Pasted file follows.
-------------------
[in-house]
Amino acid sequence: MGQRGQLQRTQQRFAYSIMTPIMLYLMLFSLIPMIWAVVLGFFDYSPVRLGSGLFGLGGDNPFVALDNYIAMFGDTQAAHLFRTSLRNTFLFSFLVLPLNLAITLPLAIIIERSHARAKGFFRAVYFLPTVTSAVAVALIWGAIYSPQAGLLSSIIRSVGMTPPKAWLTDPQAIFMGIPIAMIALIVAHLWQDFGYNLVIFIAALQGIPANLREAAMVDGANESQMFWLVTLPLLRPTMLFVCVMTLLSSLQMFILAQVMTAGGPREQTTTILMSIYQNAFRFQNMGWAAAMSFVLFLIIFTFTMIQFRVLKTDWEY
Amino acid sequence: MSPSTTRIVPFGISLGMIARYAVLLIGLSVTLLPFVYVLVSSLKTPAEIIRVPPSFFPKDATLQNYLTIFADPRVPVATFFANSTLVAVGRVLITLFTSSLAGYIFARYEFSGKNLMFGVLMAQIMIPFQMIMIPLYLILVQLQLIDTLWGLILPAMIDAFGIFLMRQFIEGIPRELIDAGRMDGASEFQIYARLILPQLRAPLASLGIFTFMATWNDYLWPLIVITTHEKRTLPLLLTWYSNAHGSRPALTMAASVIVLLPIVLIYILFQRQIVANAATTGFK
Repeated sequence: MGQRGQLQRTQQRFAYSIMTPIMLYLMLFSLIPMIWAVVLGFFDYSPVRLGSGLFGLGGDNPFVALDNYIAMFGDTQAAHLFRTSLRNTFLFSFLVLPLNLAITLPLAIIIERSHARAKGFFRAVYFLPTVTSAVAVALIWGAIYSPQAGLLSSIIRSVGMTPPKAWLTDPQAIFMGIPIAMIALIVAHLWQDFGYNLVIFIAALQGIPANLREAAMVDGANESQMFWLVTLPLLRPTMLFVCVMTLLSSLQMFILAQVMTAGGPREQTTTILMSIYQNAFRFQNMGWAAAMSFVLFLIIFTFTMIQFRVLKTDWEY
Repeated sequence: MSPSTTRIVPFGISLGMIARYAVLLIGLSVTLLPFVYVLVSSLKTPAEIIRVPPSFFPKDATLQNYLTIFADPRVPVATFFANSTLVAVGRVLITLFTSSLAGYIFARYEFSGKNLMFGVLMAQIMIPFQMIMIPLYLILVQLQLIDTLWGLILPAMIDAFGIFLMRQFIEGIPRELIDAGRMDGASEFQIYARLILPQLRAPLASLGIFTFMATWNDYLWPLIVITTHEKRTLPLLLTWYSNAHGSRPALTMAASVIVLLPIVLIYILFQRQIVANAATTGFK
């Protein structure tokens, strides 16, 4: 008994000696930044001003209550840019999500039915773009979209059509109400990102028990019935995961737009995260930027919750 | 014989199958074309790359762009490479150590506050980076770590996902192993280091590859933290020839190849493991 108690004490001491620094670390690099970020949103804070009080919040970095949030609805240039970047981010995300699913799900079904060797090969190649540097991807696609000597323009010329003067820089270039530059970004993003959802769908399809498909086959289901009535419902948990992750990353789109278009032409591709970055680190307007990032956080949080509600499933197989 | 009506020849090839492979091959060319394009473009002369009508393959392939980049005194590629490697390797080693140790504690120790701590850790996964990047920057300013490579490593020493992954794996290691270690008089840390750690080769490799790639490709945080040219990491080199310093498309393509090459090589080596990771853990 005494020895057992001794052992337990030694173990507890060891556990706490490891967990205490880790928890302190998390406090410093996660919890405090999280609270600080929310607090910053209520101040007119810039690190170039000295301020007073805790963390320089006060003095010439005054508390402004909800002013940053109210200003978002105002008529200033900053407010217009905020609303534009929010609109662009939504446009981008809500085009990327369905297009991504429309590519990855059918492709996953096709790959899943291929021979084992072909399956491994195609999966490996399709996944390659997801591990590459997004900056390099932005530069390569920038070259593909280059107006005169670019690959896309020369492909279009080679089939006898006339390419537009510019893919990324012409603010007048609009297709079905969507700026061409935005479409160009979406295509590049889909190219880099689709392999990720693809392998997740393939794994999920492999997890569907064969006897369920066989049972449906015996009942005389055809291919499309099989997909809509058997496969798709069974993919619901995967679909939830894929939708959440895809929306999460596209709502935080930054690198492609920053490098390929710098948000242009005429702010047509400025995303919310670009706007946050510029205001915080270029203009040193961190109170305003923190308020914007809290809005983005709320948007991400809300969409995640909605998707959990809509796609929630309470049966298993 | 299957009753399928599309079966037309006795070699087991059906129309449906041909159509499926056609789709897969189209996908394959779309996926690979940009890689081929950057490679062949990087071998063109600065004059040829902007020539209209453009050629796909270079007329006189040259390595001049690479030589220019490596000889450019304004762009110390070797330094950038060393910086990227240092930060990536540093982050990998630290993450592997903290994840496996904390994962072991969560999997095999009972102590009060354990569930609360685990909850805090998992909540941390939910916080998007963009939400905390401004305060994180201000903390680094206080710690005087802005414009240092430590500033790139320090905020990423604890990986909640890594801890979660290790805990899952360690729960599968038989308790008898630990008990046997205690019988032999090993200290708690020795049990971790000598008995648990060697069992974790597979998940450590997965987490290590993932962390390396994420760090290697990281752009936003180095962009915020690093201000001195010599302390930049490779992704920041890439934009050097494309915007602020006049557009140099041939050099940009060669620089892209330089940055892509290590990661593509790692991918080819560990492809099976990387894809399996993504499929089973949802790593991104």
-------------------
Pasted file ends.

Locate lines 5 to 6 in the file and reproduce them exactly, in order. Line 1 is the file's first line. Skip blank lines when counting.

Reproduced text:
Repeated sequence: MSPSTTRIVPFGISLGMIARYAVLLIGLSVTLLPFVYVLVSSLKTPAEIIRVPPSFFPKDATLQNYLTIFADPRVPVATFFANSTLVAVGRVLITLFTSSLAGYIFARYEFSGKNLMFGVLMAQIMIPFQMIMIPLYLILVQLQLIDTLWGLILPAMIDAFGIFLMRQFIEGIPRELIDAGRMDGASEFQIYARLILPQLRAPLASLGIFTFMATWNDYLWPLIVITTHEKRTLPLLLTWYSNAHGSRPALTMAASVIVLLPIVLIYILFQRQIVANAATTGFK
């Protein structure tokens, strides 16, 4: 008994000696930044001003209550840019999500039915773009979209059509109400990102028990019935995961737009995260930027919750 | 014989199958074309790359762009490479150590506050980076770590996902192993280091590859933290020839190849493991 108690004490001491620094670390690099970020949103804070009080919040970095949030609805240039970047981010995300699913799900079904060797090969190649540097991807696609000597323009010329003067820089270039530059970004993003959802769908399809498909086959289901009535419902948990992750990353789109278009032409591709970055680190307007990032956080949080509600499933197989 | 009506020849090839492979091959060319394009473009002369009508393959392939980049005194590629490697390797080693140790504690120790701590850790996964990047920057300013490579490593020493992954794996290691270690008089840390750690080769490799790639490709945080040219990491080199310093498309393509090459090589080596990771853990 005494020895057992001794052992337990030694173990507890060891556990706490490891967990205490880790928890302190998390406090410093996660919890405090999280609270600080929310607090910053209520101040007119810039690190170039000295301020007073805790963390320089006060003095010439005054508390402004909800002013940053109210200003978002105002008529200033900053407010217009905020609303534009929010609109662009939504446009981008809500085009990327369905297009991504429309590519990855059918492709996953096709790959899943291929021979084992072909399956491994195609999966490996399709996944390659997801591990590459997004900056390099932005530069390569920038070259593909280059107006005169670019690959896309020369492909279009080679089939006898006339390419537009510019893919990324012409603010007048609009297709079905969507700026061409935005479409160009979406295509590049889909190219880099689709392999990720693809392998997740393939794994999920492999997890569907064969006897369920066989049972449906015996009942005389055809291919499309099989997909809509058997496969798709069974993919619901995967679909939830894929939708959440895809929306999460596209709502935080930054690198492609920053490098390929710098948000242009005429702010047509400025995303919310670009706007946050510029205001915080270029203009040193961190109170305003923190308020914007809290809005983005709320948007991400809300969409995640909605998707959990809509796609929630309470049966298993 | 299957009753399928599309079966037309006795070699087991059906129309449906041909159509499926056609789709897969189209996908394959779309996926690979940009890689081929950057490679062949990087071998063109600065004059040829902007020539209209453009050629796909270079007329006189040259390595001049690479030589220019490596000889450019304004762009110390070797330094950038060393910086990227240092930060990536540093982050990998630290993450592997903290994840496996904390994962072991969560999997095999009972102590009060354990569930609360685990909850805090998992909540941390939910916080998007963009939400905390401004305060994180201000903390680094206080710690005087802005414009240092430590500033790139320090905020990423604890990986909640890594801890979660290790805990899952360690729960599968038989308790008898630990008990046997205690019988032999090993200290708690020795049990971790000598008995648990060697069992974790597979998940450590997965987490290590993932962390390396994420760090290697990281752009936003180095962009915020690093201000001195010599302390930049490779992704920041890439934009050097494309915007602020006049557009140099041939050099940009060669620089892209330089940055892509290590990661593509790692991918080819560990492809099976990387894809399996993504499929089973949802790593991104």